Public health

Sugary drinks: What are the health costs?
A conference at Manukau Institute of Technology today, organised by FIZZ a group who want sugary drinks banned, has heard there is a clear link between them and various health problems.

From International media this week

International Council of Nurses’ Workforce Forum 2015 calls for safe staffing levels and a better future for patients and nurses Geneva, Switzerland; Helsinki, Finland;
7 October 2015 – The International Council of Nurses’ (ICN) 21st International Workforce Forum 2015 was held in Helsinki, 28-30 September 2015 to discuss the situation of human resources and working conditions in the nursing profession. A Communiqué was released following the meeting which called on all governments to recognise the imperative for nurses to be involved in healthcare decision making and reaffirm the value of nursing in the delivery of quality healthcare.

Nurses Hold the Keys to Promoting a Culture of Health
Nurses can have a profound effect on the health of patients, residents, and communities. But they need to be empowered to make connections and share their innovations, says the Robert Wood Johnson Foundation.

Nurses have drive-thru flu shots to keep people healthy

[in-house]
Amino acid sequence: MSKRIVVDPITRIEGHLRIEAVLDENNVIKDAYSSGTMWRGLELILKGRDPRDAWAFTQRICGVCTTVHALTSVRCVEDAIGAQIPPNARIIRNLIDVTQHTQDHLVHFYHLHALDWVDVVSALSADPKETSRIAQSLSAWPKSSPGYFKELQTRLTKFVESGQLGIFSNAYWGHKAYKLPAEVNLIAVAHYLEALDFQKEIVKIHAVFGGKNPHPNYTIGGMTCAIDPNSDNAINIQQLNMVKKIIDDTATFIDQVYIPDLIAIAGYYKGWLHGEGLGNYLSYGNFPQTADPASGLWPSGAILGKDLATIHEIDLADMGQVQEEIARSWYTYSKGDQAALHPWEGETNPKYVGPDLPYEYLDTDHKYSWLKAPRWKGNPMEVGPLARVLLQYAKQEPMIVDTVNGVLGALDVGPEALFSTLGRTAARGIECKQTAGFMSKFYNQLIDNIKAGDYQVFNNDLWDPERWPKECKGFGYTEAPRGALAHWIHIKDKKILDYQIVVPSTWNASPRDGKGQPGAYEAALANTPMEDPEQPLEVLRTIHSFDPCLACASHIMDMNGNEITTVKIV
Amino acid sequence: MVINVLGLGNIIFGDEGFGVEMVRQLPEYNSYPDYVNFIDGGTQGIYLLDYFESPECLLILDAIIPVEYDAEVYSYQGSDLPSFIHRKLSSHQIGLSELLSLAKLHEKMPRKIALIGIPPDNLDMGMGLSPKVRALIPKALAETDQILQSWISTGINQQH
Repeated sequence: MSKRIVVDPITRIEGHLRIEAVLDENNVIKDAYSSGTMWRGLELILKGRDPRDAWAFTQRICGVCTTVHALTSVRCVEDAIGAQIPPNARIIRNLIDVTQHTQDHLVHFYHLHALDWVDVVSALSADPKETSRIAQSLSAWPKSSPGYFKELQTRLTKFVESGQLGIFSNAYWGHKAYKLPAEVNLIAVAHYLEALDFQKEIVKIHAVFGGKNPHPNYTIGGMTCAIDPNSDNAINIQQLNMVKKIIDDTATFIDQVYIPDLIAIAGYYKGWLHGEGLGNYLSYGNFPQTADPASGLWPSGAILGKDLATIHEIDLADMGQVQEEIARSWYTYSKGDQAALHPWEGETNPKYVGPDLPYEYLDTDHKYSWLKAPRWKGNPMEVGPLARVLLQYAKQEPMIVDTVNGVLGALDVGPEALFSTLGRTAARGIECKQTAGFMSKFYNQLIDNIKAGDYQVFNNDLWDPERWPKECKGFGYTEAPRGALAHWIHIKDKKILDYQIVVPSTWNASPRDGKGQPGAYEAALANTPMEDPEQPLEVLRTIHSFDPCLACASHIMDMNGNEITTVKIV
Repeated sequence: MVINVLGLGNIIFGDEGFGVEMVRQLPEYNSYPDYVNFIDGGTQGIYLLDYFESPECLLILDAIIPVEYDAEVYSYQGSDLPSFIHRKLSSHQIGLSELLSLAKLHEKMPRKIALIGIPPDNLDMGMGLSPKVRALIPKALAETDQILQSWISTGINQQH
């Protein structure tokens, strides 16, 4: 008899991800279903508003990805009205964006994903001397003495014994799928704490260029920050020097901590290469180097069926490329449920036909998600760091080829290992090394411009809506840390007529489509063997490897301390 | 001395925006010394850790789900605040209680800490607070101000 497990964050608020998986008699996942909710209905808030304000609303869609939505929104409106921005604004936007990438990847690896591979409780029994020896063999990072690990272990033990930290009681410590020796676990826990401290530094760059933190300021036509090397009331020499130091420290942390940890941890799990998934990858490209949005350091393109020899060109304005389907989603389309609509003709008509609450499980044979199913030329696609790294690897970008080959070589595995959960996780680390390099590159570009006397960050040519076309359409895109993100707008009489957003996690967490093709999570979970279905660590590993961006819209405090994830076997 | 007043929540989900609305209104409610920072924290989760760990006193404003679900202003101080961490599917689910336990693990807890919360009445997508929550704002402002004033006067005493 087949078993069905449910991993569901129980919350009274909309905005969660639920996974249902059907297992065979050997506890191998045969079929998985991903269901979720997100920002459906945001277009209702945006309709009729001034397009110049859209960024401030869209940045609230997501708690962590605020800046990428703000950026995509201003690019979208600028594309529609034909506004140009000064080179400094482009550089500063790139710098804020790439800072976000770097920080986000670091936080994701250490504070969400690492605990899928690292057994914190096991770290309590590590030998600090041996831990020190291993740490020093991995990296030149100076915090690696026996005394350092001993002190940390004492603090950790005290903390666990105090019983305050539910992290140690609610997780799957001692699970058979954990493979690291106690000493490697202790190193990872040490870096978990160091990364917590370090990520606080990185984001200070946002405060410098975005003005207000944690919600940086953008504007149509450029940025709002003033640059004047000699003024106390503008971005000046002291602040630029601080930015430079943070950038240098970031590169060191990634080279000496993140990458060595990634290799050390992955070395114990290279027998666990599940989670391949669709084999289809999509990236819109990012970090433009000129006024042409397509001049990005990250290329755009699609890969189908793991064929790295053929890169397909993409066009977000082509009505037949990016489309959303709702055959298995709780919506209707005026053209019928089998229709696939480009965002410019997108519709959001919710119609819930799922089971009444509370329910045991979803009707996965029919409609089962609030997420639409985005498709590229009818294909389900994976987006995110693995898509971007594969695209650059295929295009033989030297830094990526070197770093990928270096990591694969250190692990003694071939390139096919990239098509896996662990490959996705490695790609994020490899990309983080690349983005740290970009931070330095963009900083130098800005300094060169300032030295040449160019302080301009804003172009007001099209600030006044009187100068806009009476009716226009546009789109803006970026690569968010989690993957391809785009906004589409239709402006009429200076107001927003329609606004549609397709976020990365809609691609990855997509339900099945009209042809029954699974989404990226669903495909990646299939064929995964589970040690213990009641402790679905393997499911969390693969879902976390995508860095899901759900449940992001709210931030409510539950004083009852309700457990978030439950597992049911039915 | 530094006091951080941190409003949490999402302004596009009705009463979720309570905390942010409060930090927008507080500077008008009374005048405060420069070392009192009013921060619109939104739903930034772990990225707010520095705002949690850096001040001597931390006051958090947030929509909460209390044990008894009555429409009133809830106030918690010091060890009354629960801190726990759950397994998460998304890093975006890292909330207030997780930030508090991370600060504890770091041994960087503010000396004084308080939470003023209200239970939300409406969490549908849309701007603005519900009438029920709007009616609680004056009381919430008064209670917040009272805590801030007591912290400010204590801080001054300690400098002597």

PUEBLO, Colo. -
A drive-thru is normally used to buy fast food, but a hospital in Pueblo is using a drive-thru for healthier reasons.

Role of nurses championed in getting correct diagnoses
The role of nurses in figuring out the source of patients' medical problems can't be underestimated, a nationwide authority on diagnostic errors said Wednesday.

Work and management

A Nurse’s Guide to Intergenerational Diversity
Nurses of today are confronted with the reality of working in diverse environments, and as the largest profession in the health care workforce, they need to take the lead in embracing the opportunities and challenges associated with this reality. This book is a guide for nurses to understand and respond appropriately to intergenerational diversity in their workplace. This guide is an important step towards more comprehensive future work in the field of diversity in Canadian nursing. The primary focus of this guide is intergenerational diversity, but it is important to acknowledge the significance of other forms of diversity and their roles in the workplace